I have a process that is currently being effectively modelled by a Poisson Binomial distribution (wiki link). We have access to all of the constituent probability values of the independent trials; however, the number of trials can be large (500-1000+). There are also many processes modelled in this way, so imagine making any calculation based off of the above many times.

For each such process, is there an efficient way to construct a probability representing k+ successful events?

The linked wikipedia article goes into much discussion on "The probability of having k successful trials out of a total of n", but I take this to be the probability of getting "exactly k successful trials". For my case, I am interested in "k or more successes."

Is there a reasonable (ideally closed-form) efficient solution to this? Pardon also if I misunderstood the mass function section on the wiki as well. My maths background is not nearly as great as it could be, so it would be appreciated to help my understanding by breaking down any solution if possible.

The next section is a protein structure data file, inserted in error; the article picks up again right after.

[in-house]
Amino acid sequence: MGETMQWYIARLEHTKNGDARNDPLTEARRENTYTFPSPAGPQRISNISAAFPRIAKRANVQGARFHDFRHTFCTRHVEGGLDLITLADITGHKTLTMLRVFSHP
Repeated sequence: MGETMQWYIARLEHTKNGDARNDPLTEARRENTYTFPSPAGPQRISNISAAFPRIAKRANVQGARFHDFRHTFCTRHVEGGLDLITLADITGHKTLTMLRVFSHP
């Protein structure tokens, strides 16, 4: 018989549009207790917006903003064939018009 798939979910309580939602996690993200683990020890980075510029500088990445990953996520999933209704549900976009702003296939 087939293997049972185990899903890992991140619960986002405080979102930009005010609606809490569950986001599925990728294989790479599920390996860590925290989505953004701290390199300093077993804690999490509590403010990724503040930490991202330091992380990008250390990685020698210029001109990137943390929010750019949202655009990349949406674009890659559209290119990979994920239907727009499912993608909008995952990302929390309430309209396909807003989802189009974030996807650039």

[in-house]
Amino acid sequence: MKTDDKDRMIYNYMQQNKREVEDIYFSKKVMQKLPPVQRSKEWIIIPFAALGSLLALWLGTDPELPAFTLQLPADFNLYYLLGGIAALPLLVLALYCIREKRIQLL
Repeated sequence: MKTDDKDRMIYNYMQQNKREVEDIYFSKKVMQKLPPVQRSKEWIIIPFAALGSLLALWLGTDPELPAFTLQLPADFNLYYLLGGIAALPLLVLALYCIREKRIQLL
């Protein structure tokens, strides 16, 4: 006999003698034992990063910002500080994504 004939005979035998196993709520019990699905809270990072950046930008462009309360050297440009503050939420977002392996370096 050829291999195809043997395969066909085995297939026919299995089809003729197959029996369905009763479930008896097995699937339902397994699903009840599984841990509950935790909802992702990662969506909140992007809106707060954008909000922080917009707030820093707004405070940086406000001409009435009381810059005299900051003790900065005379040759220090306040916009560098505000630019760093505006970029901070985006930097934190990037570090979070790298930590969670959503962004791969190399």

• $\begingroup$ Two algorithms to find the probability mass function are described at stats.stackexchange.com/questions/41247. Either use similar approaches or just accumulate the values of the PMF to obtain the distribution function. There isn't any shortcut when the individual probabilities are arbitrary. $\endgroup$
    – whuber
    Commented Dec 13, 2022 at 20:34

1 Answer 1


The probability of getting exactly $k$ success is described by the probability mass function (PMF) evaluated at $k$. The probability of $k$ or fewer success is described by the cumulative mass function (CMF), which is written on the linked page. So, the quantity you want is the complement of the CMF for one fewer than the number of interest. For example, if you want to know the probability of 4 or more successes, you would take $1 - CMF(3)$, which is 1 minus the probability of 3 or fewer successes.

The bottom of the linked page includes software for computing the CMF, including the {poibin} package in R.


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